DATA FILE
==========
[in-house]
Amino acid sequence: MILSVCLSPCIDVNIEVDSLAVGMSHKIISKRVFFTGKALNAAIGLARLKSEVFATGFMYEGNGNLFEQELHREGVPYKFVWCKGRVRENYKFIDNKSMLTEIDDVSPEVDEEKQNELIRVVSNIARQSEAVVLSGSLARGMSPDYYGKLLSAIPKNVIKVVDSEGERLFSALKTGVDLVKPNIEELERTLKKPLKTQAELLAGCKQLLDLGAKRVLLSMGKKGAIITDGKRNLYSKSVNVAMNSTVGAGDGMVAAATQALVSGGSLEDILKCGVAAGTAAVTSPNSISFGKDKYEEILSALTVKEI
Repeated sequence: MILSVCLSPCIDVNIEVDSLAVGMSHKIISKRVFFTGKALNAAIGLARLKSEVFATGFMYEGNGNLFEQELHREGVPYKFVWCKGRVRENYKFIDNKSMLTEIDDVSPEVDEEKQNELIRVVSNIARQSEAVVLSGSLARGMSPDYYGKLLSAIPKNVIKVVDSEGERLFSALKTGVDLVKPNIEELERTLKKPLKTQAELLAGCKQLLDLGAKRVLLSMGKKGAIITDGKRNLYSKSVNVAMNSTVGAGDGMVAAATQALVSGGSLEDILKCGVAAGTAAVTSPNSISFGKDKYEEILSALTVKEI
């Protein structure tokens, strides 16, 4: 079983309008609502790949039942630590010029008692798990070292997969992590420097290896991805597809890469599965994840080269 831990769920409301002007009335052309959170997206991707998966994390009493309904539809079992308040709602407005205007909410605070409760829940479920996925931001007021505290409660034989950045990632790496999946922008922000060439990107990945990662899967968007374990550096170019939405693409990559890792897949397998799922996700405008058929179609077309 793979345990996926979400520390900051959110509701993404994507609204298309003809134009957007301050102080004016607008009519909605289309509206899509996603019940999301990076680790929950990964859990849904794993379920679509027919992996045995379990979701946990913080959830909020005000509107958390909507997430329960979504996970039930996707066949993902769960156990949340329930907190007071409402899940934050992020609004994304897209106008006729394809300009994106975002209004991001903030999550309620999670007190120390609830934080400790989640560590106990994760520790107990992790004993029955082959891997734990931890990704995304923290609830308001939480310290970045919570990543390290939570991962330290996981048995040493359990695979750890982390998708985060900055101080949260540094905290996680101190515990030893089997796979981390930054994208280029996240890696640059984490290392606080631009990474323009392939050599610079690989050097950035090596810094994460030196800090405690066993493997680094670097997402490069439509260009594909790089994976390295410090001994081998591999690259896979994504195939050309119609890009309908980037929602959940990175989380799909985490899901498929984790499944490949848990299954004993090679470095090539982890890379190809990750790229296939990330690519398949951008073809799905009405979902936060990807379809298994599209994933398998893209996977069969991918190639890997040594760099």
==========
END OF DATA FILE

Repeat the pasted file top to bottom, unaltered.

[in-house]
Amino acid sequence: MILSVCLSPCIDVNIEVDSLAVGMSHKIISKRVFFTGKALNAAIGLARLKSEVFATGFMYEGNGNLFEQELHREGVPYKFVWCKGRVRENYKFIDNKSMLTEIDDVSPEVDEEKQNELIRVVSNIARQSEAVVLSGSLARGMSPDYYGKLLSAIPKNVIKVVDSEGERLFSALKTGVDLVKPNIEELERTLKKPLKTQAELLAGCKQLLDLGAKRVLLSMGKKGAIITDGKRNLYSKSVNVAMNSTVGAGDGMVAAATQALVSGGSLEDILKCGVAAGTAAVTSPNSISFGKDKYEEILSALTVKEI
Repeated sequence: MILSVCLSPCIDVNIEVDSLAVGMSHKIISKRVFFTGKALNAAIGLARLKSEVFATGFMYEGNGNLFEQELHREGVPYKFVWCKGRVRENYKFIDNKSMLTEIDDVSPEVDEEKQNELIRVVSNIARQSEAVVLSGSLARGMSPDYYGKLLSAIPKNVIKVVDSEGERLFSALKTGVDLVKPNIEELERTLKKPLKTQAELLAGCKQLLDLGAKRVLLSMGKKGAIITDGKRNLYSKSVNVAMNSTVGAGDGMVAAATQALVSGGSLEDILKCGVAAGTAAVTSPNSISFGKDKYEEILSALTVKEI
């Protein structure tokens, strides 16, 4: 079983309008609502790949039942630590010029008692798990070292997969992590420097290896991805597809890469599965994840080269 831990769920409301002007009335052309959170997206991707998966994390009493309904539809079992308040709602407005205007909410605070409760829940479920996925931001007021505290409660034989950045990632790496999946922008922000060439990107990945990662899967968007374990550096170019939405693409990559890792897949397998799922996700405008058929179609077309 793979345990996926979400520390900051959110509701993404994507609204298309003809134009957007301050102080004016607008009519909605289309509206899509996603019940999301990076680790929950990964859990849904794993379920679509027919992996045995379990979701946990913080959830909020005000509107958390909507997430329960979504996970039930996707066949993902769960156990949340329930907190007071409402899940934050992020609004994304897209106008006729394809300009994106975002209004991001903030999550309620999670007190120390609830934080400790989640560590106990994760520790107990992790004993029955082959891997734990931890990704995304923290609830308001939480310290970045919570990543390290939570991962330290996981048995040493359990695979750890982390998708985060900055101080949260540094905290996680101190515990030893089997796979981390930054994208280029996240890696640059984490290392606080631009990474323009392939050599610079690989050097950035090596810094994460030196800090405690066993493997680094670097997402490069439509260009594909790089994976390295410090001994081998591999690259896979994504195939050309119609890009309908980037929602959940990175989380799909985490899901498929984790499944490949848990299954004993090679470095090539982890890379190809990750790229296939990330690519398949951008073809799905009405979902936060990807379809298994599209994933398998893209996977069969991918190639890997040594760099």